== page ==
So if somebody stole all of the Earth's oxygen, things would end pretty quickly around here. Except as it turns out, there are at least some animals that would be perfectly fine because in 2010, scientists published a paper announcing that they'd found three species of them that straight up don't need oxygen.

Now to be clear, not all life needs oxygen. There are plenty of single celled microbes that are anaerobic, meaning they can survive just fine without the stuff. Instead of oxygen, these organisms can use other molecules like sulfate or nitrate. But for years, scientists thought a system like that wouldn't work for animals since their complex, multicellular bodies have higher energy requirements. Instead, they thought animals needed the more efficient energy production that takes place in the mitochondria. 

And then came that 2010 paper, This discovery happened in the L'atalante Basin, 3000m below the surface of the Mediterrian sea. L'atalante Basin is a deep hyper-saline anoxic basic, meaning its super salty and completely devoid of oxygen. It's the kind of place you wouldn't expect to find animals. And indeed, when a research team visited three times between 1998 and 2008, that's generally what they saw. They did find a lot of single celled organisms living in the basin, but most of animals they saw were dead; the result of a so-called "rain of cadavers" from oxygenated waters above.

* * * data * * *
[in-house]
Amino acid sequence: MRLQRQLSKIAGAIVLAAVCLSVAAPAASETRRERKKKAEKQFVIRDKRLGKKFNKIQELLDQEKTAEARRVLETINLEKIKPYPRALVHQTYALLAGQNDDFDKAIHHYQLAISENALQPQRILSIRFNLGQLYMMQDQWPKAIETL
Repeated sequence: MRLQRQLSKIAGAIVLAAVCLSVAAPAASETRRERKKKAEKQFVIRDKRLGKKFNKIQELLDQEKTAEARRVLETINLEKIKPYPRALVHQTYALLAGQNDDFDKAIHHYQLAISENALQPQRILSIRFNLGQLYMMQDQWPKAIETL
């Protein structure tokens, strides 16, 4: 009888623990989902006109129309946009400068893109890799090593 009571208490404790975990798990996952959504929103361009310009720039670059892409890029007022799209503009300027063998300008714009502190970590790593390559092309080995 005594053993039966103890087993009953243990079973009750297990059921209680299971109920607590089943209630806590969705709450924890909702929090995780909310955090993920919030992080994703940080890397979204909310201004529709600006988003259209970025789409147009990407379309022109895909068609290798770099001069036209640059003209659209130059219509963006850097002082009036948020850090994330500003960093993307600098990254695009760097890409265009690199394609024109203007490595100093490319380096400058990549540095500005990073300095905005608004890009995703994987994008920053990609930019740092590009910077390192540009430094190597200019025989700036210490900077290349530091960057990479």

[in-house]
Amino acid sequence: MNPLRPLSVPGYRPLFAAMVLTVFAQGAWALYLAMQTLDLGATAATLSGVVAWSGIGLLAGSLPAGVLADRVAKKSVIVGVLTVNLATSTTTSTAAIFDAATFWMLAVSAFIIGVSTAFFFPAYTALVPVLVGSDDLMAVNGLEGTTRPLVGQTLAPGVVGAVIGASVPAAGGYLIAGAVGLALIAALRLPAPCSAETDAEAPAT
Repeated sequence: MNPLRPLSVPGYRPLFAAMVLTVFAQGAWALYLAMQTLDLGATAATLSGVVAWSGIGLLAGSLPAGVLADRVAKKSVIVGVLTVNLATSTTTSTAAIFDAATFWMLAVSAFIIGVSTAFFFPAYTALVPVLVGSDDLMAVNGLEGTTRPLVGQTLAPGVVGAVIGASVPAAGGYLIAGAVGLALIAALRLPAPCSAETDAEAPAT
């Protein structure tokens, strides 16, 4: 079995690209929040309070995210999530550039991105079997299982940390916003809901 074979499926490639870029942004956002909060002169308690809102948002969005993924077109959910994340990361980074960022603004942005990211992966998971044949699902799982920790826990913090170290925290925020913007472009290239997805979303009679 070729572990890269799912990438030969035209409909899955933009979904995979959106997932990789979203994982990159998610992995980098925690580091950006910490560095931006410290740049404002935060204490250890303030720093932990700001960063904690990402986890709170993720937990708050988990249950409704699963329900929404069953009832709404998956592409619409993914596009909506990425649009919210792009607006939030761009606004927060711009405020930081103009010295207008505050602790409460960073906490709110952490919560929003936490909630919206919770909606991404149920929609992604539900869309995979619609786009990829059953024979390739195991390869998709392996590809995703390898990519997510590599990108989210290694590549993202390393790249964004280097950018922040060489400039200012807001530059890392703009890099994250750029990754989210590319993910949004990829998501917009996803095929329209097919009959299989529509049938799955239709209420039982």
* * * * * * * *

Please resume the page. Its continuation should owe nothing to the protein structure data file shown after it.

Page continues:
Most of the animals, but not all of them because the team also found an unusually high abundance of tiny sediment dwelling animals called loriciferans, and they were seemingly very alive. Loriciferans are pretty weird creatures to begin with. Their heads are covered in spines and their bodies are typically encased in a vase-like shell called a lorika. But finding them in an oxygen-free basin was a whole new level of weird.